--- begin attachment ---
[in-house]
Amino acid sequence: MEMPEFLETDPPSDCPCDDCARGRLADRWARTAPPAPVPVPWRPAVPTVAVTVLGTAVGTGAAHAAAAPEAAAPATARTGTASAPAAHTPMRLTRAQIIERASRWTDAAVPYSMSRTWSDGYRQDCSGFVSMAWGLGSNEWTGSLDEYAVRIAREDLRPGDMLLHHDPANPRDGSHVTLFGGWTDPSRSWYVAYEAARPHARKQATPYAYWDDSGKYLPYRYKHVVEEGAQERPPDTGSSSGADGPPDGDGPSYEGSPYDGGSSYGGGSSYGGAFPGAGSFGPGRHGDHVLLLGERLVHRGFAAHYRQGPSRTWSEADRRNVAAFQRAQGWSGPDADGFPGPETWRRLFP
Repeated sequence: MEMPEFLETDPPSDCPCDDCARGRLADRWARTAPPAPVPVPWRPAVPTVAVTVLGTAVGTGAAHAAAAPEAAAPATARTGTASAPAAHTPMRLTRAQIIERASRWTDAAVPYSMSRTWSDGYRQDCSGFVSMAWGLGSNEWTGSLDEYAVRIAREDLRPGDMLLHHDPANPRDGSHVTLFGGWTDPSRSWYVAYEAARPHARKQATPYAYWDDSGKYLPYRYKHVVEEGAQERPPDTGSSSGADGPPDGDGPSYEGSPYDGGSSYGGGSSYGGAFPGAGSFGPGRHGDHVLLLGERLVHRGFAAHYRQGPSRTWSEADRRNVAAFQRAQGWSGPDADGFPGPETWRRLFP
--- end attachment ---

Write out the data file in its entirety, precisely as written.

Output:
[in-house]
Amino acid sequence: MEMPEFLETDPPSDCPCDDCARGRLADRWARTAPPAPVPVPWRPAVPTVAVTVLGTAVGTGAAHAAAAPEAAAPATARTGTASAPAAHTPMRLTRAQIIERASRWTDAAVPYSMSRTWSDGYRQDCSGFVSMAWGLGSNEWTGSLDEYAVRIAREDLRPGDMLLHHDPANPRDGSHVTLFGGWTDPSRSWYVAYEAARPHARKQATPYAYWDDSGKYLPYRYKHVVEEGAQERPPDTGSSSGADGPPDGDGPSYEGSPYDGGSSYGGGSSYGGAFPGAGSFGPGRHGDHVLLLGERLVHRGFAAHYRQGPSRTWSEADRRNVAAFQRAQGWSGPDADGFPGPETWRRLFP
Repeated sequence: MEMPEFLETDPPSDCPCDDCARGRLADRWARTAPPAPVPVPWRPAVPTVAVTVLGTAVGTGAAHAAAAPEAAAPATARTGTASAPAAHTPMRLTRAQIIERASRWTDAAVPYSMSRTWSDGYRQDCSGFVSMAWGLGSNEWTGSLDEYAVRIAREDLRPGDMLLHHDPANPRDGSHVTLFGGWTDPSRSWYVAYEAARPHARKQATPYAYWDDSGKYLPYRYKHVVEEGAQERPPDTGSSSGADGPPDGDGPSYEGSPYDGGSSYGGGSSYGGAFPGAGSFGPGRHGDHVLLLGERLVHRGFAAHYRQGPSRTWSEADRRNVAAFQRAQGWSGPDADGFPGPETWRRLFP